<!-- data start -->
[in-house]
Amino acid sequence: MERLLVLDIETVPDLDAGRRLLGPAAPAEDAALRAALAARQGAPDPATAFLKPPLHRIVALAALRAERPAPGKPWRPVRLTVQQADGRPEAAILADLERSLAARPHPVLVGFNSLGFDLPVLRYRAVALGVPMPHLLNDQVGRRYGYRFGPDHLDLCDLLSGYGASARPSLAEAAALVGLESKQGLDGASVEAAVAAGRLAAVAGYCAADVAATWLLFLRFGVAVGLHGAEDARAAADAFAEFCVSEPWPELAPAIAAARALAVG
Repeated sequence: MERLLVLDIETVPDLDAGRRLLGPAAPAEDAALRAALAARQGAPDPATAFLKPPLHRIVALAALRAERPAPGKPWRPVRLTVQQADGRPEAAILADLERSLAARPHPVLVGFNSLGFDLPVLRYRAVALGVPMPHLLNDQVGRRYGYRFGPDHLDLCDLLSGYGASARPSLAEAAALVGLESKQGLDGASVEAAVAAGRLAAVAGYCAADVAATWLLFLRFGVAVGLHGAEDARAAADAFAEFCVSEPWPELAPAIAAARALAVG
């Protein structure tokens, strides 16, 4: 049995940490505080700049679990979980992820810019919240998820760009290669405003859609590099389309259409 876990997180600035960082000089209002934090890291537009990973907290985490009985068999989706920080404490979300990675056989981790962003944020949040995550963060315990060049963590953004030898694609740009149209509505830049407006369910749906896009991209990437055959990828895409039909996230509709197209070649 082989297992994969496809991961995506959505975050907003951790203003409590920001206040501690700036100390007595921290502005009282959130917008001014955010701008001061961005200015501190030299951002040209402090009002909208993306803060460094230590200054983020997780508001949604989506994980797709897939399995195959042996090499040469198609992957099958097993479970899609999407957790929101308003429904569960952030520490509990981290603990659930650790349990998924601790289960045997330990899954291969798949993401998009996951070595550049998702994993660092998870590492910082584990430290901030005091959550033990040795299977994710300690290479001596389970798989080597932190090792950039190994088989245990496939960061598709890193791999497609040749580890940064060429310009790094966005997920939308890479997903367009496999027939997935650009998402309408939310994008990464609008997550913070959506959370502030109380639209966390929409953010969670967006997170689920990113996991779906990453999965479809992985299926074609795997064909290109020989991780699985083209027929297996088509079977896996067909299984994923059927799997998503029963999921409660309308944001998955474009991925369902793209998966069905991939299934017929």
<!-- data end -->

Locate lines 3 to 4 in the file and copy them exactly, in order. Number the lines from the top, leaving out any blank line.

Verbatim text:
Repeated sequence: MERLLVLDIETVPDLDAGRRLLGPAAPAEDAALRAALAARQGAPDPATAFLKPPLHRIVALAALRAERPAPGKPWRPVRLTVQQADGRPEAAILADLERSLAARPHPVLVGFNSLGFDLPVLRYRAVALGVPMPHLLNDQVGRRYGYRFGPDHLDLCDLLSGYGASARPSLAEAAALVGLESKQGLDGASVEAAVAAGRLAAVAGYCAADVAATWLLFLRFGVAVGLHGAEDARAAADAFAEFCVSEPWPELAPAIAAARALAVG
């Protein structure tokens, strides 16, 4: 049995940490505080700049679990979980992820810019919240998820760009290669405003859609590099389309259409 876990997180600035960082000089209002934090890291537009990973907290985490009985068999989706920080404490979300990675056989981790962003944020949040995550963060315990060049963590953004030898694609740009149209509505830049407006369910749906896009991209990437055959990828895409039909996230509709197209070649 082989297992994969496809991961995506959505975050907003951790203003409590920001206040501690700036100390007595921290502005009282959130917008001014955010701008001061961005200015501190030299951002040209402090009002909208993306803060460094230590200054983020997780508001949604989506994980797709897939399995195959042996090499040469198609992957099958097993479970899609999407957790929101308003429904569960952030520490509990981290603990659930650790349990998924601790289960045997330990899954291969798949993401998009996951070595550049998702994993660092998870590492910082584990430290901030005091959550033990040795299977994710300690290479001596389970798989080597932190090792950039190994088989245990496939960061598709890193791999497609040749580890940064060429310009790094966005997920939308890479997903367009496999027939997935650009998402309408939310994008990464609008997550913070959506959370502030109380639209966390929409953010969670967006997170689920990113996991779906990453999965479809992985299926074609795997064909290109020989991780699985083209027929297996088509079977896996067909299984994923059927799997998503029963999921409660309308944001998955474009991925369902793209998966069905991939299934017929």